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Oral Health Literacy Workshop Summary Released by Institute of Medicine Roundtable on Health Literacy

IOM (Institute of Medicine). 2013. Oral health literacy: Workshop summary, Washington, DC: The National Academies Press.

The Institute of Medicine (IOM) Roundtable on Health Literacy convened a Workshop to examine research findings and discuss issues relative to health literacy and oral health. With low awareness among the public and health care providers about risk factors and prevention strategies for many oral diseases, Workshop presenters covered topics such as health disparities in oral health, costs associated with oral disease, and the relationship between oral health and overall health. CRI Senior Director for Health Literacy and Research Andrew Pleasant, Ph.D., and CRI Board Member /about/leadership/board-of-directors2/board-bios/kavita-patel” target=”_blank”>Kavita Patel, M.D., M.S.H.S., serve on the IOM Roundtable on Health Literacy.

Online Publication Guides Parents in Talking to Kids about Weight

Across America, 1 in 3 children is overweight or obese, but parents struggle with what to say in response to questions about weight.The Strategies to Overcome and Prevent (STOP) Obesity Alliance and Alliance for A Healthier Generation jointly developed a research-based online guide “Weigh In: Talking to Your Children About Weight and Health.” The guide helps prepare parents for family conversations. It provides practical information about seven real-world situations in which questions are likely to arise and tips for how to responsibly respond.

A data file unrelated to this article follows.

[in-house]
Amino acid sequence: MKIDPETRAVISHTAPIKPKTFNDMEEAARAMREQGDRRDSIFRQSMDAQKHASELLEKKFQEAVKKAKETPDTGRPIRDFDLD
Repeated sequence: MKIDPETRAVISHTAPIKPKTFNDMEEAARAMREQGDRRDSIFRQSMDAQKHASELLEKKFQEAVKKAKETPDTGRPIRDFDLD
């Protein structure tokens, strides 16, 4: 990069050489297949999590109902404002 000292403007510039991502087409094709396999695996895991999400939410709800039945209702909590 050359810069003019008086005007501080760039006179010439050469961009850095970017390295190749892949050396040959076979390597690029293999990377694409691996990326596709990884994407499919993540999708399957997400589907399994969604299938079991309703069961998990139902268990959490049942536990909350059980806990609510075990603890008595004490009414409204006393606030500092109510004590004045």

2011 National Healthcare Disparities Report

Since 2003, the Agency for Healthcare Research and Quality (AHRQ), part of the U.S. Department of Health and Human Services, has tracked national trends in a broad array of measures of health care quality and access, documenting disparities in factors that affect Americans’ access to health care and the quality of the health care they receive. As with health literacy, these disparities can prevent individuals from receiving the health care they need or prevent them from providing health care for their loved ones. Ultimately, the result is higher health disparities, disability, and death from preventable diseases. Understanding the nature and root causes of these disparities is crucial if all Americans are to experience the benefits of improvements in health care, including access to preventive measures and information as well as appropriate disease treatments.